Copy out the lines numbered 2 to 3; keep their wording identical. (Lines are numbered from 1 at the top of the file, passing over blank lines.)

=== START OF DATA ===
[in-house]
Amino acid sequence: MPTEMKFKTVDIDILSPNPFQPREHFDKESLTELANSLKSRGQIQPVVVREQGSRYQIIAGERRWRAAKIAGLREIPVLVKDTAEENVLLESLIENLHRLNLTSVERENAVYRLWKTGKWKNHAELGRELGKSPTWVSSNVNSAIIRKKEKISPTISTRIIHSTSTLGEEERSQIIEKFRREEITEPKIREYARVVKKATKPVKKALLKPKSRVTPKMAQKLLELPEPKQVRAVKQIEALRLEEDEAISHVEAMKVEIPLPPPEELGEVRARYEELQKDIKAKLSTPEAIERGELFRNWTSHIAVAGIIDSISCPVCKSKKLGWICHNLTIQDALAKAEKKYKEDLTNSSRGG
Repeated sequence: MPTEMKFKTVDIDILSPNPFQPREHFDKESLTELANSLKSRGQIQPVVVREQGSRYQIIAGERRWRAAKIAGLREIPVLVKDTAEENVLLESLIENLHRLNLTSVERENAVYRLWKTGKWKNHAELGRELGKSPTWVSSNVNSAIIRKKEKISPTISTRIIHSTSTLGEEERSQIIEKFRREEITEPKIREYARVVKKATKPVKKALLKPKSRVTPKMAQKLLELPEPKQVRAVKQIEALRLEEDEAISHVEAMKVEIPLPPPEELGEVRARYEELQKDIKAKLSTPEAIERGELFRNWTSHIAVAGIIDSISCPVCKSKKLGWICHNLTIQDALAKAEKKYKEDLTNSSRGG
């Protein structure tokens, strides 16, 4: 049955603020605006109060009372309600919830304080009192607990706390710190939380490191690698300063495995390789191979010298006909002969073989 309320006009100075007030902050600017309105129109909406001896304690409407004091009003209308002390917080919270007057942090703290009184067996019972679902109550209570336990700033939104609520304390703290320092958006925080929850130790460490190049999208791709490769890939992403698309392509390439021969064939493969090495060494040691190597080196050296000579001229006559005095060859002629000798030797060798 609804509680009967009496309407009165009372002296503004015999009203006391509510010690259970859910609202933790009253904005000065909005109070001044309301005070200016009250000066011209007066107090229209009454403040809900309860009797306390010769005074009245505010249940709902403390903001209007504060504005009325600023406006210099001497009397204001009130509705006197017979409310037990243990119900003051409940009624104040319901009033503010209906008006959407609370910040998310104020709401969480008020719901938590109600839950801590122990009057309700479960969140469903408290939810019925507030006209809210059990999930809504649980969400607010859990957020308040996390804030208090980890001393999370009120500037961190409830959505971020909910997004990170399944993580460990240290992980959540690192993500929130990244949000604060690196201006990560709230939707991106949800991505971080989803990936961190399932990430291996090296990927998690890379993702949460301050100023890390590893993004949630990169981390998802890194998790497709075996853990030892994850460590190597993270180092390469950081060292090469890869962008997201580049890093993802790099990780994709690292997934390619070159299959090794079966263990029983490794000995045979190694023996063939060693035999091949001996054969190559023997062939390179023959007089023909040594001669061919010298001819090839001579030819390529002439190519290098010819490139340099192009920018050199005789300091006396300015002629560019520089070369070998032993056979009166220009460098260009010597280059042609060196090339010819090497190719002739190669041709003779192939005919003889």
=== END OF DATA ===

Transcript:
Amino acid sequence: MPTEMKFKTVDIDILSPNPFQPREHFDKESLTELANSLKSRGQIQPVVVREQGSRYQIIAGERRWRAAKIAGLREIPVLVKDTAEENVLLESLIENLHRLNLTSVERENAVYRLWKTGKWKNHAELGRELGKSPTWVSSNVNSAIIRKKEKISPTISTRIIHSTSTLGEEERSQIIEKFRREEITEPKIREYARVVKKATKPVKKALLKPKSRVTPKMAQKLLELPEPKQVRAVKQIEALRLEEDEAISHVEAMKVEIPLPPPEELGEVRARYEELQKDIKAKLSTPEAIERGELFRNWTSHIAVAGIIDSISCPVCKSKKLGWICHNLTIQDALAKAEKKYKEDLTNSSRGG
Repeated sequence: MPTEMKFKTVDIDILSPNPFQPREHFDKESLTELANSLKSRGQIQPVVVREQGSRYQIIAGERRWRAAKIAGLREIPVLVKDTAEENVLLESLIENLHRLNLTSVERENAVYRLWKTGKWKNHAELGRELGKSPTWVSSNVNSAIIRKKEKISPTISTRIIHSTSTLGEEERSQIIEKFRREEITEPKIREYARVVKKATKPVKKALLKPKSRVTPKMAQKLLELPEPKQVRAVKQIEALRLEEDEAISHVEAMKVEIPLPPPEELGEVRARYEELQKDIKAKLSTPEAIERGELFRNWTSHIAVAGIIDSISCPVCKSKKLGWICHNLTIQDALAKAEKKYKEDLTNSSRGG